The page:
We do this often in our relationships. We come to each other with expectations and assumptions. But if we do not communicate, if we don’t share these things, all we end up with is disappointment. We must come to one another, first of all, with realistic expectations. We must communicate them. And we must, if needed, adjust.
I have a beloved, hard working, amazing husband who is not a natural romantic. He shows his love to me in different ways than my parents did. And he does so beautifully. Knowing now how important this day was to me growing up, he has stepped up the Valentine's game. He isn’t as good at it as my parents were, but guess what? I don’t expect him to be! Why? Because he communicated to me that he is not very good at this sort of thing. And I am ok with that! We met in the middle. I take time to put out the pizazz for our family on Valentine's Day, like my parents did, and he makes sure to get me flowers and all the ridiculous things nobody should ever have to buy a grown woman.
This Valentine's Day, communicate your expectations with your partner. Let them know why your traditions are important to you. Learn to let go of some things. Learn to start new traditions.
There is no greater gift you can give one another than the gift of clear and open communication. But, of course, if your partner is like me, don’t forget to get flowers, too!
Healthy Relationships Iowa has free workshops to help you grow in your communications skills with your partner. You’ll get tools to help you. Check out what we have coming up and register today!
By John Claussen, HRI Workshop Instructor, Des Moines (John is pictured above with his team, Jennie Koenig and Cindy Claussen)
It’s frustrating to have to take pickles off my cheeseburger.
What does this have to do with healthy relationships you ask?
Well, let me explain.
Communication is vital to any situation. And in a couple’s relationship, good communication is essential. Notice I said good communication. It is not just a matter of speaking and listening. In order to really communicate in a relationship, we have to have two things: Assertive Communication and Active Listening. Without these two factors active in our discussions, we may be conversing, but we are not communicating.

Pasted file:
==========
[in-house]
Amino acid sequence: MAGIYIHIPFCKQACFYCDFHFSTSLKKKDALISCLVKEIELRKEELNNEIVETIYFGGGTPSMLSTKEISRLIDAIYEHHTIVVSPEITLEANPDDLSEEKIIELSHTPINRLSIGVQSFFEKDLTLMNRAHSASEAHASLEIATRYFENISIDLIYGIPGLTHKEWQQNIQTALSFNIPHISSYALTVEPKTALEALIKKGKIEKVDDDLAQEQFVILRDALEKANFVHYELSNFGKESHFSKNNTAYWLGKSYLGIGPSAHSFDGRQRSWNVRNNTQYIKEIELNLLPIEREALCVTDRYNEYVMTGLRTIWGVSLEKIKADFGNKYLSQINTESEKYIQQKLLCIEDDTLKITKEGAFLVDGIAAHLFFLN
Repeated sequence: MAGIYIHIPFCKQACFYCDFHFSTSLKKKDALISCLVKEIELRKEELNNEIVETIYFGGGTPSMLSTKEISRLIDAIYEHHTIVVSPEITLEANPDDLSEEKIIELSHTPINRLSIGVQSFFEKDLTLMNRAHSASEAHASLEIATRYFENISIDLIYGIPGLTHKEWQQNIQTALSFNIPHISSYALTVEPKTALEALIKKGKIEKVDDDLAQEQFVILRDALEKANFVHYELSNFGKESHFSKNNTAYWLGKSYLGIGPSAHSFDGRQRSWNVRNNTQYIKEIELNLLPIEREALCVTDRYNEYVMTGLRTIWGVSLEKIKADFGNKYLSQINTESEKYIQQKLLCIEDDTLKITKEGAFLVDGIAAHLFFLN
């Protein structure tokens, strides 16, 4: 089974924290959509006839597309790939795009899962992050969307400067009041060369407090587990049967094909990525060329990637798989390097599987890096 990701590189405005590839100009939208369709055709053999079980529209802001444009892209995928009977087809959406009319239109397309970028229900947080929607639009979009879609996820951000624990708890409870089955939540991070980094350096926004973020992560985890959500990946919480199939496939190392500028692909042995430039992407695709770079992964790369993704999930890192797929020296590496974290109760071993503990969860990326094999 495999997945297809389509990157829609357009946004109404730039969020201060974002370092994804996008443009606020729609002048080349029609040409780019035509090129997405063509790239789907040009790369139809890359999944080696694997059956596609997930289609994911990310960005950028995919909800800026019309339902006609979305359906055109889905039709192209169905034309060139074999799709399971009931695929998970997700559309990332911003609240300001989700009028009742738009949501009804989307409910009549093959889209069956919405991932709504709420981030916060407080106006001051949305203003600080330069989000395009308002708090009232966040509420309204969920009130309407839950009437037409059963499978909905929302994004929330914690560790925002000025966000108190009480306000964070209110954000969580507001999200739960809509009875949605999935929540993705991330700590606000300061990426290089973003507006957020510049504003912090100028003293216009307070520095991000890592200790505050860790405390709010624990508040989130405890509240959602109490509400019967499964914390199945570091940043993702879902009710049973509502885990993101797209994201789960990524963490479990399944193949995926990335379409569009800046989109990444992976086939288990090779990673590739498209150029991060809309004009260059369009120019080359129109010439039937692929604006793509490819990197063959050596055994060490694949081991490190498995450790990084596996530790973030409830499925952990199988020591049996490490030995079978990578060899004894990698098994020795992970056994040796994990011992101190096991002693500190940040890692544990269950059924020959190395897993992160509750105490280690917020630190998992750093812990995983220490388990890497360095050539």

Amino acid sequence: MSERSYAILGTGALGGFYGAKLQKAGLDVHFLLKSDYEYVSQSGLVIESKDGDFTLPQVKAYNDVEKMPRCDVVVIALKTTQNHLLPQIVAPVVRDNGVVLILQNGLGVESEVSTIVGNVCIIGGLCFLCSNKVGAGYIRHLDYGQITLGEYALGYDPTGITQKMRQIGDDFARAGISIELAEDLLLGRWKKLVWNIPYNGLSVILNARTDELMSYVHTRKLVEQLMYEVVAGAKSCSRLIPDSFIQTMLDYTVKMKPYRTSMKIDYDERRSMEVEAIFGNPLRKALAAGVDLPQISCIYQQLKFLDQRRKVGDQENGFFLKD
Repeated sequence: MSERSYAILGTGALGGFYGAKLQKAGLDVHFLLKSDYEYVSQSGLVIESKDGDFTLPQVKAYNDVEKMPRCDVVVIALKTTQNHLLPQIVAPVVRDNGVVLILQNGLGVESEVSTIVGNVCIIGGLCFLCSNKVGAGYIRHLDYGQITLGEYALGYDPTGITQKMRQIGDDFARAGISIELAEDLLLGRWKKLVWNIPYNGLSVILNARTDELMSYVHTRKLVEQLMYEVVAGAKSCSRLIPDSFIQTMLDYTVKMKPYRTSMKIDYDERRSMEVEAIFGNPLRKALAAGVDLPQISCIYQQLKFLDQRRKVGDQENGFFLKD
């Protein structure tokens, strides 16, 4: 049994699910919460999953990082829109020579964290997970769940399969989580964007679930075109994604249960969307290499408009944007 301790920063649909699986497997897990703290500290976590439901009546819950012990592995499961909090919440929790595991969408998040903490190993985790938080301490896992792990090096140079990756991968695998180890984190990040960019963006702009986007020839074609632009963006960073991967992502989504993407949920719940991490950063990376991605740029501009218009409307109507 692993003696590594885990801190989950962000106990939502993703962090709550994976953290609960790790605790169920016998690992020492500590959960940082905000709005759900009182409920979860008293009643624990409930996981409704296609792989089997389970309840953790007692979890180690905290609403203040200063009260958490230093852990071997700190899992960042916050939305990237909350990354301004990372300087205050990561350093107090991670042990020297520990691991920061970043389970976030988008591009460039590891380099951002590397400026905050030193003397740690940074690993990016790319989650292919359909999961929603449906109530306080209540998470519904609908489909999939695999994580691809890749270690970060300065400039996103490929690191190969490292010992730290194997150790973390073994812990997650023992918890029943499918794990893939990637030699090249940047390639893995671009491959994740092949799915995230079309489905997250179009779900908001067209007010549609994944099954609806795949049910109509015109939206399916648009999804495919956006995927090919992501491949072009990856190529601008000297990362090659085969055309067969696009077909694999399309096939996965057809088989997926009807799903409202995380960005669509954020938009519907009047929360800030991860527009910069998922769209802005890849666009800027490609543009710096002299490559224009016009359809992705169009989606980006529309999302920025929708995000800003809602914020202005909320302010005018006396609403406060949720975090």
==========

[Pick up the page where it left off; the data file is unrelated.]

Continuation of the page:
Without assertive communication and active listening, our conversations can become like the drive-thru window at a fast food place. In our family, we have a tradition at fast food windows. It’s called “Check the Bag”. I know I clearly said “No pickle”. But for some reason what the young man inside the building heard was “extra pickles”. So before we drive away, we take a moment to see if our order is correct.
The couple’s workshops offered by Healthy Relationships Iowa will teach you ways to better communicate with one another. We will help you to be able to “check the bag” in your conversations. Studies have shown that the number one reason relationships fall apart is lack of proper communication. At HRI, we will give you tools to increase your skill level in the art of assertive communication and active listening.
Your relationship is much more important than pickles on a fast food sandwich. But if you do not find ways to communicate with each other, you may lose your appetite for one another as well.
There are many workshops available! To register for a Healthy Relationships Iowa class, click here.